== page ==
The great escape

EMERGENCY – The Great Escape: our newest arrivals on the farm, 6 Saddleback pigs escaped!

August update

It’s been a while since the last blog update so here’s some of what’s happened since the last post.

August saw a lot of work being done to nurture our veg and and protect it from birds and other wild animals that love to eat our fine produce.

A big harvest of beetroot
Paddock grass looks better and better every week
Although there are only a few people in this photo, the veg area is tended frequently by many members working hard to keep it tidy and weed free
The outdoor sweetcorn in particular attracted unwanted wildlife attention so some netting was put up around it
It took a lot of effort to clear upto and around our fruit trees at the top of the farm as they quickly get encased in a thick tangle of brambles, ferns and nettles
Mashed our way through the growth to reopen the path to the top
Cut ivy at the base of the trees near the composting loo, in the hope that it will allow more light through to our suffering fedge
Tomatoes are starting to look nice
A month later (September) and the polytunnel is full of gorgeous colourful tomatoes

October workday – The Great Escape

Slight emergency on the farm! With everyone just settling in for a nice Saturday evening dinner, our phones start pinging with cries for help – the new pigs arrived that same day had escaped and were out on the common at the back of the farm. It turns out that these new pigs are smaller than any we’ve had before. They are so small in fact that they actually fit between the grid size of the fence around the livestock enclosures as though there wasn’t any barrier at all.

We all rushed up with head torches and proceeded to chase around the 6 little piggies as they hid in the almost inpenetrable wild area at the top of the farm. We continued this for about an hour and a half after it had gone completely dark and only managed to recapture 2 of the little chaps – who spent the night in the trailer – being the only enclosure we felt sure that they wouldn’t be able to get out of.

After not finding the remaining 4 we called off the search and agreed to meet up again first thing the following morning.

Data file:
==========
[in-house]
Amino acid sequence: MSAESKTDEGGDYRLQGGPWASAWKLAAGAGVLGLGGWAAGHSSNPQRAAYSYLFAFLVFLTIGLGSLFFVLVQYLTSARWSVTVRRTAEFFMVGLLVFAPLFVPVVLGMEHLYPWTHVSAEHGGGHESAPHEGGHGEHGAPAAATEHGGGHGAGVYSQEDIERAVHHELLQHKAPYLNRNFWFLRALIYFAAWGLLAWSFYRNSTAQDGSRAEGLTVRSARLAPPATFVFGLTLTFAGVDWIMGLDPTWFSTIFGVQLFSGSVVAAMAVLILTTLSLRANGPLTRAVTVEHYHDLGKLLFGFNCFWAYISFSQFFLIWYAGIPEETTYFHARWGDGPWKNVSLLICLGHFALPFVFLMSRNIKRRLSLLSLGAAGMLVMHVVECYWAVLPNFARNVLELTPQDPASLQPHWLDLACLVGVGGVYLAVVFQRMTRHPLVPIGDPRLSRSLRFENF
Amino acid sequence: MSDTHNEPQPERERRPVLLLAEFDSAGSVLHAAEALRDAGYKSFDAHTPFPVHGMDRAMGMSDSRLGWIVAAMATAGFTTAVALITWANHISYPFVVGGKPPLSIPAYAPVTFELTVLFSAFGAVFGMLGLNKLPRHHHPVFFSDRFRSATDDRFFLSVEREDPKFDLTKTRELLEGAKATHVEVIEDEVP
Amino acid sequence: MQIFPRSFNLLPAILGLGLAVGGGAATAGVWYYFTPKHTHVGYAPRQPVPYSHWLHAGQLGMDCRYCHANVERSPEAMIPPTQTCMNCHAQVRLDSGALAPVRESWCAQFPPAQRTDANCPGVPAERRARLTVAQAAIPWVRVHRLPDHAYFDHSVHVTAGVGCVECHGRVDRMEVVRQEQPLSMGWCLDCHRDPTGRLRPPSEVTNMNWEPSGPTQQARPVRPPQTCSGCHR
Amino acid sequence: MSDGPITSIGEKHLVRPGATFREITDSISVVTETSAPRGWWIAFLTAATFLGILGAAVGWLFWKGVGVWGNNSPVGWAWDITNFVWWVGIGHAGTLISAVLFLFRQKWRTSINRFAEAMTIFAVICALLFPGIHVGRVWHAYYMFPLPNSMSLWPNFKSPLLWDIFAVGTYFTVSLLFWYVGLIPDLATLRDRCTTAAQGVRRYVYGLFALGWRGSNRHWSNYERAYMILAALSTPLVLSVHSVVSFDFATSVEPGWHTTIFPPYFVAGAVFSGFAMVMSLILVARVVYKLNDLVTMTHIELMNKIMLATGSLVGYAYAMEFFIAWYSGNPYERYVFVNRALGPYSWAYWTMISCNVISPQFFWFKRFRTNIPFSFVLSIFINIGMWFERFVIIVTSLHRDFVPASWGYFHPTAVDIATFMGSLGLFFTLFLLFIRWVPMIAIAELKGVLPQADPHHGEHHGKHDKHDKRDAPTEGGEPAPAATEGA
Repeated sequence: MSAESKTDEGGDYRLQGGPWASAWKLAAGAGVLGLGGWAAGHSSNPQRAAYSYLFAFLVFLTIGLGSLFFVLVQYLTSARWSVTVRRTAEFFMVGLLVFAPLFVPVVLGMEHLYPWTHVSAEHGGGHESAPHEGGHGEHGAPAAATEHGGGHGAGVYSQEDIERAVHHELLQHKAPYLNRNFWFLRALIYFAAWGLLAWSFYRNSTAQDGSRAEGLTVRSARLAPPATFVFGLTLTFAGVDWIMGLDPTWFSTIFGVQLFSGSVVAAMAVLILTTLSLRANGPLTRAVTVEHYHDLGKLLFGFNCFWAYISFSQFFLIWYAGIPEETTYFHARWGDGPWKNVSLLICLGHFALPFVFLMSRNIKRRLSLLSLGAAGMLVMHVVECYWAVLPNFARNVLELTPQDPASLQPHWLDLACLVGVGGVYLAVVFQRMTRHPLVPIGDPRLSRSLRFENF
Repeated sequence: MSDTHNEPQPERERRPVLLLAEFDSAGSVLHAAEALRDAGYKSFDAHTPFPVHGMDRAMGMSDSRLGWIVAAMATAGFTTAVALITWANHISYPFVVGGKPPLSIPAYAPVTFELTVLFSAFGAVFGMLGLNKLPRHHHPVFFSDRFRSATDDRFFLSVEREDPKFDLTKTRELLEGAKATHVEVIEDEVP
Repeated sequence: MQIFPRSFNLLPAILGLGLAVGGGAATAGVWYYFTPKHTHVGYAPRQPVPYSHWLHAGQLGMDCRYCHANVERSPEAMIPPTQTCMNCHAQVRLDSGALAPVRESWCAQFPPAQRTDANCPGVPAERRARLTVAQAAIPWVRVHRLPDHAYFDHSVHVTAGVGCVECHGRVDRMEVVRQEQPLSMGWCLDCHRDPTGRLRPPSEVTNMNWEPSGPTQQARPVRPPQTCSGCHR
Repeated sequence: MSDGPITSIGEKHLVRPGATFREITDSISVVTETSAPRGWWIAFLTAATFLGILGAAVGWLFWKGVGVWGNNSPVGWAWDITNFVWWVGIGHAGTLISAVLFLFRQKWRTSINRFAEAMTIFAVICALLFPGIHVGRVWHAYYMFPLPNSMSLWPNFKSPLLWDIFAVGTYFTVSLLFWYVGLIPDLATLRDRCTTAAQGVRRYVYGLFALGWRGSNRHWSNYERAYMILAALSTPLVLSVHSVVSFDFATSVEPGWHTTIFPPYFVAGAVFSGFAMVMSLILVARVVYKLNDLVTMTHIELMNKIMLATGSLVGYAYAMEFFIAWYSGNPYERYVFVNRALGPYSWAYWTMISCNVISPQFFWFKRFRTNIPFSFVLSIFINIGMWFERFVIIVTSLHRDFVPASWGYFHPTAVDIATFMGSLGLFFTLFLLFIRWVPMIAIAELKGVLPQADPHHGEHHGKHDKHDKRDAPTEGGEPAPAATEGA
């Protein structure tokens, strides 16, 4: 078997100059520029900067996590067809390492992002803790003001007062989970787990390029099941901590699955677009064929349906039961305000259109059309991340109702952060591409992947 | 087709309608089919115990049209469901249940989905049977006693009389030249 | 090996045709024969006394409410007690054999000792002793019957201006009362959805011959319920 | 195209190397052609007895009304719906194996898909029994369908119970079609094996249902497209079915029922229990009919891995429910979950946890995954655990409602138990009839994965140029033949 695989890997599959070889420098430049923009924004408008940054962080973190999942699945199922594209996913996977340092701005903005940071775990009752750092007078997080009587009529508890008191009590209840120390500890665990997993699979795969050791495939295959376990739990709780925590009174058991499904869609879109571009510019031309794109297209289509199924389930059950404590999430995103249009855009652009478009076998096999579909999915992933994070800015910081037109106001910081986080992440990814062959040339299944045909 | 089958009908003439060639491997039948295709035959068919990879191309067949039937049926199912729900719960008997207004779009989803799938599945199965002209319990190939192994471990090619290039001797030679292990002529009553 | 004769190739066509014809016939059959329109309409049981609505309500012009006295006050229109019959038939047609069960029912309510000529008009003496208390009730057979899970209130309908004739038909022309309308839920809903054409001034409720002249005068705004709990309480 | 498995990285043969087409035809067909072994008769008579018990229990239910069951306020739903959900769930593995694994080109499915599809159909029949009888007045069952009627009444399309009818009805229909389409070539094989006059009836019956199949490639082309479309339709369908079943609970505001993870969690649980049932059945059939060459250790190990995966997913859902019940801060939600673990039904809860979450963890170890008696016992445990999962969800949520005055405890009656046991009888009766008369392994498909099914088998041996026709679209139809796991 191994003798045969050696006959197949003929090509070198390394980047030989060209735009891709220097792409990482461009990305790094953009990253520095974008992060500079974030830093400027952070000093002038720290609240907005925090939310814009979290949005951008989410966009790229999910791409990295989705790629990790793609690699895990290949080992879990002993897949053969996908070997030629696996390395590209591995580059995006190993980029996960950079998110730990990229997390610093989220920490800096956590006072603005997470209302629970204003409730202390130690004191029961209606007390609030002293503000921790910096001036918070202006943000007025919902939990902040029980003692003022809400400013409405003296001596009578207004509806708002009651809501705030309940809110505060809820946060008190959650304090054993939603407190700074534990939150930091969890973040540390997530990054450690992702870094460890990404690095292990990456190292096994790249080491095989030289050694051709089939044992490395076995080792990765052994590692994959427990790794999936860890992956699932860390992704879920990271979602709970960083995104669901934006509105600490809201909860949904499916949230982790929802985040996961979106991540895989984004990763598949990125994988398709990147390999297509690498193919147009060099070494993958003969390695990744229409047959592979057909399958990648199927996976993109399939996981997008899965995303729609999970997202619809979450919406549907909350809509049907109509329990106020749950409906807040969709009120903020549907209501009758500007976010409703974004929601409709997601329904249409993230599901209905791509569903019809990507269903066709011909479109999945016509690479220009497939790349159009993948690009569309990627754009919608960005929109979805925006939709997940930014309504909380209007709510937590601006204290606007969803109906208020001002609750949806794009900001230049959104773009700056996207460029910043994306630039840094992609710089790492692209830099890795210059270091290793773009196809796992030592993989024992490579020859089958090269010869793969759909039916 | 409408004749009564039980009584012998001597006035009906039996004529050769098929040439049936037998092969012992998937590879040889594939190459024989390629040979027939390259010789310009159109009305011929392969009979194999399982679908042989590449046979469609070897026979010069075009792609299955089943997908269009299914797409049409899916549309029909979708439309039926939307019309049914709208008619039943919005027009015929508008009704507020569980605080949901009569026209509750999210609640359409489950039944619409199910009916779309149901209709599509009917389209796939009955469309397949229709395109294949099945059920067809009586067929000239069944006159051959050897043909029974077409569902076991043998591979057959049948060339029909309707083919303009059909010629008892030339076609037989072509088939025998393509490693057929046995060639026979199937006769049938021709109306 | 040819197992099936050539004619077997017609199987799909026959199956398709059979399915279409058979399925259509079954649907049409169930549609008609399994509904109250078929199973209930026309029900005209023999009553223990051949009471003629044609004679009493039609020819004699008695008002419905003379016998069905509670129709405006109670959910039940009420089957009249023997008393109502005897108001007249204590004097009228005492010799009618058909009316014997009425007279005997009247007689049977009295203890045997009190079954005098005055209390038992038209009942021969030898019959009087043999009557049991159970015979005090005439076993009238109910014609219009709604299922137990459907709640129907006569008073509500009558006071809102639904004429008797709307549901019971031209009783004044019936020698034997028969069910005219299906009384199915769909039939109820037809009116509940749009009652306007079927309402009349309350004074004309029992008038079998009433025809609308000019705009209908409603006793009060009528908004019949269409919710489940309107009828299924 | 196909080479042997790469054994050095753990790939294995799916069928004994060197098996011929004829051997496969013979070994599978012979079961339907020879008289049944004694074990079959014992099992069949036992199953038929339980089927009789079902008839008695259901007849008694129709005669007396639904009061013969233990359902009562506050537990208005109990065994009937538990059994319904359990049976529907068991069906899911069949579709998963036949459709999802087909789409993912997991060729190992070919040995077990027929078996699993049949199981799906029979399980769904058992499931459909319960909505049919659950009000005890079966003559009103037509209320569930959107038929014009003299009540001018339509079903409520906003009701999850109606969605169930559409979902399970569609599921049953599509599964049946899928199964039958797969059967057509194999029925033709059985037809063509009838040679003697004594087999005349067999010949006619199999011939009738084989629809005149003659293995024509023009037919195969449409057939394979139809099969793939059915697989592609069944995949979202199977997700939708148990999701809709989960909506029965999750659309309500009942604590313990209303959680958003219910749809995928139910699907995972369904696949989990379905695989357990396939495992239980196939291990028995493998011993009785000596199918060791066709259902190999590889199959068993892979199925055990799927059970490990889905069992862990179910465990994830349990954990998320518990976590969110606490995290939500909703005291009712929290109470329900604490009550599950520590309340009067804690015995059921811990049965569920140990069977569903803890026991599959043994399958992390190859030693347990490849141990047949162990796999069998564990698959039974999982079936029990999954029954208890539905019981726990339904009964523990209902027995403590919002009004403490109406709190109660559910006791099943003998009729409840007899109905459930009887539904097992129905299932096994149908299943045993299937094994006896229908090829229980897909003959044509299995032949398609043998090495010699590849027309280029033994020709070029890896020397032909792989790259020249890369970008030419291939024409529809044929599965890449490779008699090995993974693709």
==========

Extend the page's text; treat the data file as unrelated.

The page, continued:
7am on a Sunday morning and we’re back trying to recapture our missing pigs

We managed to locate them and decided that as they moved through all fences with impunity, we’d simply keep an eye on them whilst we set up somewhere to trap them and hopefully a nice route for them to follow to fall into our trap.

This actually worked remarkably well, we hastily set up an area with no gaps to trap them in.

We tried to stay well clear of them and just get behind them to encourage them to move down the farm, by not chasing or stressing them, they stuck to the easy path that we’d prepared for them, despite the fact that if they’d been panicked they could simply have darted away at almost any point.

By 8:30 we had all 4 of the adventurous little piggies back in temporary secure enclosure, cold, scared and hungry after a night out.

The rest of the morning was a rapid sequence of actions to make the temporary trap into somewhere they could live until they’re big enough not to fit through our fencing. So we got them from the holding cell and reunited them with their siblings in the trailer, while we beefed up security.

The next challenge was: what sort of shelter should we knock up quickly for these little guys to sleep in, until they graduate to full pig arc status? Harry (Kelly) had the genius idea to steal the kids playhouse.
Just before lunch our new accommodation was complete and we moved them back from the trailer to their new luxurious housing
The following morning confirmed that they had indeed slept in their new place

Having been up at dawn to catch the little fellas, work then began on the workday tasklist fueled by numerous cups of coffee (Martin hasn’t been that busy in the kitchen since Open Farm Sunday).

Don’t know why we haven’t done this sooner but we set up semi-permanent hosepipes in both the chicken and turkey enclosures
Growing has started in the new greenhouse and plans were discussed for putting extra insulation over the long table to keep smaller plants from frost damage
Finally, a harvest of grapes that didn’t get eaten by birds! Last year the birds appeared to know the exact time when the grapes would be ready and scoffed the lot before we had a chance to harvest them.
To round off the day of disaster overted and extra work done having started at 7am a large harvest to take home.